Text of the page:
Chocolate, Beer and Rooftop Bars

Local entrepreneurs bring a slew of new venues and vitality to the city core

The perfect place to highlight as we begin our tour of the new is an exciting marriage of local hotshot Peterbrooke Chocolatier, a Jacksonville business that has not only taken over the local market but expanded beyond it, and local dessert maven Anita Adams, who is best known for her Avondale dessert bakery Let Them Eat Cake (now under different ownership), and the baker behind several favorite area restaurants’ dessert cases.

new bake studio 600Adams approached Peterbrooke at the perfect time: unbeknownst to her, they were about to undergo a production facility expansion, and there was room to add a bakery. Bake Studio by Peterbrooke was born, but more than six months  of planning and — best of all — tasting was to come, as Adams worked in the different departments at Peterbrooke, trying chocolates and other confections and coming up with desserts inspired by and utilizing them. “Every day I discover a new favorite chocolate and my brain just overflows with ideas,” says Adams. “I can not wait to start baking!”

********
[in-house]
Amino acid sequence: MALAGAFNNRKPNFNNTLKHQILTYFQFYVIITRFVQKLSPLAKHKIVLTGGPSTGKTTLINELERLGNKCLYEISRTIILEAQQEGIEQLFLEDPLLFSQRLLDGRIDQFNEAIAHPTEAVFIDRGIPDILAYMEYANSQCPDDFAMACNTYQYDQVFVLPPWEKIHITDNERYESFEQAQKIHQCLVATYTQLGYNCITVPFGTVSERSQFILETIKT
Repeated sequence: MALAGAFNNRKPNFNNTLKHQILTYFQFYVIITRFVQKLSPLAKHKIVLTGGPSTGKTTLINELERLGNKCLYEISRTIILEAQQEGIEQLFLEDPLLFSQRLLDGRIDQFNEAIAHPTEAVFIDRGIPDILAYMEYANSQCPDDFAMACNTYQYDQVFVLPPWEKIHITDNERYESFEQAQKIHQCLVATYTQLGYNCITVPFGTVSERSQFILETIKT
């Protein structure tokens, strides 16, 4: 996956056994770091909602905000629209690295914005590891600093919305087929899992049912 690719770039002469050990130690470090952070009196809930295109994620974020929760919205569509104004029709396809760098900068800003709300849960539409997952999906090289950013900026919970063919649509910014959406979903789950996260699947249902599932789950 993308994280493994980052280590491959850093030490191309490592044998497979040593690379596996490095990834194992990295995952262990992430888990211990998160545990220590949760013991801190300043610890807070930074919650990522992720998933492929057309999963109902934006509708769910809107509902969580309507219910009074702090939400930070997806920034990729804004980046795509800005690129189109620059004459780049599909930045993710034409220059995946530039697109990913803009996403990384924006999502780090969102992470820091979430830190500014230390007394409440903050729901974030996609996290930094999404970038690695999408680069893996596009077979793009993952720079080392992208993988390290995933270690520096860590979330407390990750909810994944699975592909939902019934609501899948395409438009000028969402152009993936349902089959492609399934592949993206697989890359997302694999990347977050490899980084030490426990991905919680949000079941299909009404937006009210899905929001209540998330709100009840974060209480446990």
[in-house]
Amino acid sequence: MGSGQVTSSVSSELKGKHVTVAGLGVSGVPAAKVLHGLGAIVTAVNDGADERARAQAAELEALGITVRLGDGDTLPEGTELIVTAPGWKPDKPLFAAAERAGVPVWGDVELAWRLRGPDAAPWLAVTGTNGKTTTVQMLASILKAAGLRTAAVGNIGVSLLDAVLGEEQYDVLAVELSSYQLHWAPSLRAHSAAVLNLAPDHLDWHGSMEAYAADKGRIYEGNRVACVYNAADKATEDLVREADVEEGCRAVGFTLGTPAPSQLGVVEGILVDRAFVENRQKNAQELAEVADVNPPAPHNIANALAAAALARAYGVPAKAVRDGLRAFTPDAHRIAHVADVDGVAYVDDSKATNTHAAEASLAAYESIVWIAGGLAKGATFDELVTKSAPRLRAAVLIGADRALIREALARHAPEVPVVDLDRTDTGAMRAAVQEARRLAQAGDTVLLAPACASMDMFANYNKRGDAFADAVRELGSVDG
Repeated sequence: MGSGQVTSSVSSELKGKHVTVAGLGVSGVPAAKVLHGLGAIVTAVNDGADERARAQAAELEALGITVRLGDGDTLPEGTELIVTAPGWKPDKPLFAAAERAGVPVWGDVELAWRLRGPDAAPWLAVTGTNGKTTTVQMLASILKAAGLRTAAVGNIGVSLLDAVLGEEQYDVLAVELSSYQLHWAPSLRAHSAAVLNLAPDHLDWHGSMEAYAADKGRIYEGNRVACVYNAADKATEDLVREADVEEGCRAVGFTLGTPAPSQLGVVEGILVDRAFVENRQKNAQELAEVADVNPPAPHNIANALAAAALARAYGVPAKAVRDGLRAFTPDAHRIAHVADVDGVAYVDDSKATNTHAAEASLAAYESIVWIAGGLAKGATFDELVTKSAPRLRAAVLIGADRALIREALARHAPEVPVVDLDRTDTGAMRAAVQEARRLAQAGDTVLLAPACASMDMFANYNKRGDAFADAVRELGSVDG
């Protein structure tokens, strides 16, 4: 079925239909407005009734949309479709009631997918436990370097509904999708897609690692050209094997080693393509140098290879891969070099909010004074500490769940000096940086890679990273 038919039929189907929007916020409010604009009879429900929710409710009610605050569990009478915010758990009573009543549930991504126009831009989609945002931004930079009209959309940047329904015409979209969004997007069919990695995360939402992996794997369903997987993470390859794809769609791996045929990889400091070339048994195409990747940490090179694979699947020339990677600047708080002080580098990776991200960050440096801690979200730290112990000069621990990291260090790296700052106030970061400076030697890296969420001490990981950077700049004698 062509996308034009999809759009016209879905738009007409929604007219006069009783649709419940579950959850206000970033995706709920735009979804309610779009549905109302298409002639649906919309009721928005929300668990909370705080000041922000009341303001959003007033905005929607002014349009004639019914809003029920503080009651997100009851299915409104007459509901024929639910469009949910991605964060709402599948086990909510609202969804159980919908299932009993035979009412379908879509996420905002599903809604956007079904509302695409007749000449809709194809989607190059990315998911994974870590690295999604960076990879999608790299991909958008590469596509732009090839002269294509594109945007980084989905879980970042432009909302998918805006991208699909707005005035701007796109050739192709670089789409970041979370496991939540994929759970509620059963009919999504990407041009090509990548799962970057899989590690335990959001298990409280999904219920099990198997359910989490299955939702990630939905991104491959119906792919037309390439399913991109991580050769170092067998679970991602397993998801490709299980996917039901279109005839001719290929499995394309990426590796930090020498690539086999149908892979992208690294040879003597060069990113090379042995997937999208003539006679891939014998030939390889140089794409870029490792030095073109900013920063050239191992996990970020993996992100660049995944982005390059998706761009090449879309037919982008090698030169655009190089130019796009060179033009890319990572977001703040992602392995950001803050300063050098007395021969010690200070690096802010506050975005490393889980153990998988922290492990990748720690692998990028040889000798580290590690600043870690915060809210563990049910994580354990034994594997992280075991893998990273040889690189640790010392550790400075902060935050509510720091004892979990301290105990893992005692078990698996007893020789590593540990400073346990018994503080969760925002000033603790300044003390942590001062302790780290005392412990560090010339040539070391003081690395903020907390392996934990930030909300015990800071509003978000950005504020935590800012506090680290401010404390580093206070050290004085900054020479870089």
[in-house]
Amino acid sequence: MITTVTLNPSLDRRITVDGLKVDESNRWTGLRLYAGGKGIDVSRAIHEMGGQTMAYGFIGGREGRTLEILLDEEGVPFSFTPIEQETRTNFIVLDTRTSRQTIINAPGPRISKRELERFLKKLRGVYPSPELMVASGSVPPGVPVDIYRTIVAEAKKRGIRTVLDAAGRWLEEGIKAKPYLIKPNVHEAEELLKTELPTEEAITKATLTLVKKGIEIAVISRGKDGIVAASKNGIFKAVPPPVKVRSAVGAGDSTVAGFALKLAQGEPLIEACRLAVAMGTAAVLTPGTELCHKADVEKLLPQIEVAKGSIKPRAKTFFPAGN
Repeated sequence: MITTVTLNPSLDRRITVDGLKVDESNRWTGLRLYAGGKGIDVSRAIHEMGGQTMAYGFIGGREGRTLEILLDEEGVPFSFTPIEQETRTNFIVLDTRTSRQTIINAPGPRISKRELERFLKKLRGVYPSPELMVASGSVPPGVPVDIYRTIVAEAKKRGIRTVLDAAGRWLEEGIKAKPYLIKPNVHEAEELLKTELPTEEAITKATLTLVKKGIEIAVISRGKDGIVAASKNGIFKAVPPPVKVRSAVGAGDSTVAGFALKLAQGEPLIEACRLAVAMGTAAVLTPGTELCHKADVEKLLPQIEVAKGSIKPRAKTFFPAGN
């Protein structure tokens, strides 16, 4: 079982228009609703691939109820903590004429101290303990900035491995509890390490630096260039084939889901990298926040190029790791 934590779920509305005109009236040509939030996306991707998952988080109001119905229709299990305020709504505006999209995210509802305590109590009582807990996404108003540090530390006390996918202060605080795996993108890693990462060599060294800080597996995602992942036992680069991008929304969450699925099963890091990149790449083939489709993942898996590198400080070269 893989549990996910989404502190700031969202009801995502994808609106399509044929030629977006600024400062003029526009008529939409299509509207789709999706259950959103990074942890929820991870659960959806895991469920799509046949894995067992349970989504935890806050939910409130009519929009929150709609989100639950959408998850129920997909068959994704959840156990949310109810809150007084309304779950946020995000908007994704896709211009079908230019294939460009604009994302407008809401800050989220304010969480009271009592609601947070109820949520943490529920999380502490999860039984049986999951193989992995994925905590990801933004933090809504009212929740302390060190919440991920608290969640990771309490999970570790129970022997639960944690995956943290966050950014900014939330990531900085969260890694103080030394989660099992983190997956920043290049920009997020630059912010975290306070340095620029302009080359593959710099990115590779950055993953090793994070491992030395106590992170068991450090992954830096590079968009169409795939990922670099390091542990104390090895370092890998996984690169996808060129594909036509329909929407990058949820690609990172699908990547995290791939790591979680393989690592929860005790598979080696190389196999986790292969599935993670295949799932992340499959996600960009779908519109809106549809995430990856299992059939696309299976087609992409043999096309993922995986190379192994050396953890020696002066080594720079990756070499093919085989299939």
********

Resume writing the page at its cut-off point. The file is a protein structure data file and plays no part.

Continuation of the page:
Adams is planning baked goods with familiar Peterbrooke flavors. For example, “Our head chocolatier makes his products from scratch and I would like to take his marshmallows, caramels and truffle flavors and build off of that,” she says.
She also laughs about the process of learning high volume production after specializing in smaller scale handcrafted desserts for so long. “I feel like Lucy Ricardo when I am working the production line. (Yes, I stuff myself with chocolate!) They produce so much . . . It’s amazing,” she says.